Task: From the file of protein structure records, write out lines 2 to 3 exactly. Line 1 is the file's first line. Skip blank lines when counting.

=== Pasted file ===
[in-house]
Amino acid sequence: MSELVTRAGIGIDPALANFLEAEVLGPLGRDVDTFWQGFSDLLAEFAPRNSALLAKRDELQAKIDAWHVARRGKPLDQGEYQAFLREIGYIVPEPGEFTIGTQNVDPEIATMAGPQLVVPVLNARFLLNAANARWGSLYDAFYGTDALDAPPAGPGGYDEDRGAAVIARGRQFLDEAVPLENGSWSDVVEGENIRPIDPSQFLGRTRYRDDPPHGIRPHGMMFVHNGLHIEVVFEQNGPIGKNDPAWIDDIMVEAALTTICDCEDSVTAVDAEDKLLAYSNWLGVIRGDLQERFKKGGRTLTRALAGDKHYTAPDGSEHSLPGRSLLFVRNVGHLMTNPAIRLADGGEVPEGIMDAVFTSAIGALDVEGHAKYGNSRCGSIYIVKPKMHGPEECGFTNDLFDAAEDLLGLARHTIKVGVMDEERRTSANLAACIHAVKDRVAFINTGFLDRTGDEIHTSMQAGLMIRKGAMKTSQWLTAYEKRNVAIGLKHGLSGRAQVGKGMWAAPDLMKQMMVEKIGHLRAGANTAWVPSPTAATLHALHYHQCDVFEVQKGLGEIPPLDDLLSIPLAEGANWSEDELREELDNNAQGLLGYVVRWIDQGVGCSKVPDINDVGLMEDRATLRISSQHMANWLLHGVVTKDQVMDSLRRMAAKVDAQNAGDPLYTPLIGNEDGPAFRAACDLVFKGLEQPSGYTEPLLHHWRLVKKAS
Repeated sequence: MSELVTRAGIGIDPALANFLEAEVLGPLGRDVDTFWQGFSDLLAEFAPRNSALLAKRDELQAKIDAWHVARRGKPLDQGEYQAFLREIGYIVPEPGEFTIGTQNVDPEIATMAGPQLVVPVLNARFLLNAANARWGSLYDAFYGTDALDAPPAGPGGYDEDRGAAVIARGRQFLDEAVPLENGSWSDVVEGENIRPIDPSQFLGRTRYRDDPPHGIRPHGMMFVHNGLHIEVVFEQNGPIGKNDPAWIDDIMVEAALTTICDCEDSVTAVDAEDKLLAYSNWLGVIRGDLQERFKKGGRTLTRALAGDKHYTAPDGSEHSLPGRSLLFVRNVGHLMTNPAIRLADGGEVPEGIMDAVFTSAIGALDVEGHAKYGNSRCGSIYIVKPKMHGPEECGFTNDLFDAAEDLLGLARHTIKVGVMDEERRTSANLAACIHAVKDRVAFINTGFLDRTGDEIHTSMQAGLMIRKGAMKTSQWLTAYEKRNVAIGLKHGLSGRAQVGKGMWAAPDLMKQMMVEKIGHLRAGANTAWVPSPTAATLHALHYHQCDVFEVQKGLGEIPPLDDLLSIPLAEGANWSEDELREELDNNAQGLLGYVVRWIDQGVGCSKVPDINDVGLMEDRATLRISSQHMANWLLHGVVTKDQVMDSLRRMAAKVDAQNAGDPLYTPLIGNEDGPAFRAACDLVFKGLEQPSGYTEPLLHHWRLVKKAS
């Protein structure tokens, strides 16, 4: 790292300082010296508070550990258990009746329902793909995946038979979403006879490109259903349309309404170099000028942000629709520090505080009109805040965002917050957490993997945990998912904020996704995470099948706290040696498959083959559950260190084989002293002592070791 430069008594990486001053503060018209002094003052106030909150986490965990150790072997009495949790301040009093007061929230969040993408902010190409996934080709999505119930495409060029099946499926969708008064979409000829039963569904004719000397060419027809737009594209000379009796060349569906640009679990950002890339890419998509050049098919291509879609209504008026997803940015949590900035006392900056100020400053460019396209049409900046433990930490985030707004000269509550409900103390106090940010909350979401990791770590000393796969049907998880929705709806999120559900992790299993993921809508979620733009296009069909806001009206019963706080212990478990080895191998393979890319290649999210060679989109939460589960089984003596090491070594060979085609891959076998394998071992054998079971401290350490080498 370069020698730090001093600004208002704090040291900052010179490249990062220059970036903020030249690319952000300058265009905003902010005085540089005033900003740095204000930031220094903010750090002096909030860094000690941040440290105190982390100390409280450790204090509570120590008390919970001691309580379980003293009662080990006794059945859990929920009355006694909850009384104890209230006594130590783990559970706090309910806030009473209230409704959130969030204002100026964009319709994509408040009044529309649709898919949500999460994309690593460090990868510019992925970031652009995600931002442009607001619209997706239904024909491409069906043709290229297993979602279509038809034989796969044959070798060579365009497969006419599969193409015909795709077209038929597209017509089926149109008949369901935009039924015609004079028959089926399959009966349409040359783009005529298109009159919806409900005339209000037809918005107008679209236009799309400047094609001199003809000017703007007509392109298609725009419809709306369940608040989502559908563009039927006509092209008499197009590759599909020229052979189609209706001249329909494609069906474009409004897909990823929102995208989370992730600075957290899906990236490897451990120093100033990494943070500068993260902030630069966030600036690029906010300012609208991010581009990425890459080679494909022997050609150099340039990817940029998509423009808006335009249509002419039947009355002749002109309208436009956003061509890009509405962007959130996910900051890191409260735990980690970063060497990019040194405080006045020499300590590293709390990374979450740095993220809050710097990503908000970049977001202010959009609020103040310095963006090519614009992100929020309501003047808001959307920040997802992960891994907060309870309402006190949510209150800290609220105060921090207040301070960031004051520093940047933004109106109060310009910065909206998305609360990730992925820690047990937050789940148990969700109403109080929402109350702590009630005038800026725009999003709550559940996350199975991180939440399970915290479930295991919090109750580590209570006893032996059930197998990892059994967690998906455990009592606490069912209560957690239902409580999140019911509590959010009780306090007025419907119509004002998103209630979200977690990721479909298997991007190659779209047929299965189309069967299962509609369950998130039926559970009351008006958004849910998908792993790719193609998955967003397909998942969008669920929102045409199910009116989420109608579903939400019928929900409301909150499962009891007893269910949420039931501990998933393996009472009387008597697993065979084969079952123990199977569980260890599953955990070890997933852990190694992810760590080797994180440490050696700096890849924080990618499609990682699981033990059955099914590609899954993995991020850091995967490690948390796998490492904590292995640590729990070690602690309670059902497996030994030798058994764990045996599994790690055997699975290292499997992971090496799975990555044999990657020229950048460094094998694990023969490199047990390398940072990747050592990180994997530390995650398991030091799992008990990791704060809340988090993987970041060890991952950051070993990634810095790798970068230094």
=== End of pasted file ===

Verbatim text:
Amino acid sequence: MSELVTRAGIGIDPALANFLEAEVLGPLGRDVDTFWQGFSDLLAEFAPRNSALLAKRDELQAKIDAWHVARRGKPLDQGEYQAFLREIGYIVPEPGEFTIGTQNVDPEIATMAGPQLVVPVLNARFLLNAANARWGSLYDAFYGTDALDAPPAGPGGYDEDRGAAVIARGRQFLDEAVPLENGSWSDVVEGENIRPIDPSQFLGRTRYRDDPPHGIRPHGMMFVHNGLHIEVVFEQNGPIGKNDPAWIDDIMVEAALTTICDCEDSVTAVDAEDKLLAYSNWLGVIRGDLQERFKKGGRTLTRALAGDKHYTAPDGSEHSLPGRSLLFVRNVGHLMTNPAIRLADGGEVPEGIMDAVFTSAIGALDVEGHAKYGNSRCGSIYIVKPKMHGPEECGFTNDLFDAAEDLLGLARHTIKVGVMDEERRTSANLAACIHAVKDRVAFINTGFLDRTGDEIHTSMQAGLMIRKGAMKTSQWLTAYEKRNVAIGLKHGLSGRAQVGKGMWAAPDLMKQMMVEKIGHLRAGANTAWVPSPTAATLHALHYHQCDVFEVQKGLGEIPPLDDLLSIPLAEGANWSEDELREELDNNAQGLLGYVVRWIDQGVGCSKVPDINDVGLMEDRATLRISSQHMANWLLHGVVTKDQVMDSLRRMAAKVDAQNAGDPLYTPLIGNEDGPAFRAACDLVFKGLEQPSGYTEPLLHHWRLVKKAS
Repeated sequence: MSELVTRAGIGIDPALANFLEAEVLGPLGRDVDTFWQGFSDLLAEFAPRNSALLAKRDELQAKIDAWHVARRGKPLDQGEYQAFLREIGYIVPEPGEFTIGTQNVDPEIATMAGPQLVVPVLNARFLLNAANARWGSLYDAFYGTDALDAPPAGPGGYDEDRGAAVIARGRQFLDEAVPLENGSWSDVVEGENIRPIDPSQFLGRTRYRDDPPHGIRPHGMMFVHNGLHIEVVFEQNGPIGKNDPAWIDDIMVEAALTTICDCEDSVTAVDAEDKLLAYSNWLGVIRGDLQERFKKGGRTLTRALAGDKHYTAPDGSEHSLPGRSLLFVRNVGHLMTNPAIRLADGGEVPEGIMDAVFTSAIGALDVEGHAKYGNSRCGSIYIVKPKMHGPEECGFTNDLFDAAEDLLGLARHTIKVGVMDEERRTSANLAACIHAVKDRVAFINTGFLDRTGDEIHTSMQAGLMIRKGAMKTSQWLTAYEKRNVAIGLKHGLSGRAQVGKGMWAAPDLMKQMMVEKIGHLRAGANTAWVPSPTAATLHALHYHQCDVFEVQKGLGEIPPLDDLLSIPLAEGANWSEDELREELDNNAQGLLGYVVRWIDQGVGCSKVPDINDVGLMEDRATLRISSQHMANWLLHGVVTKDQVMDSLRRMAAKVDAQNAGDPLYTPLIGNEDGPAFRAACDLVFKGLEQPSGYTEPLLHHWRLVKKAS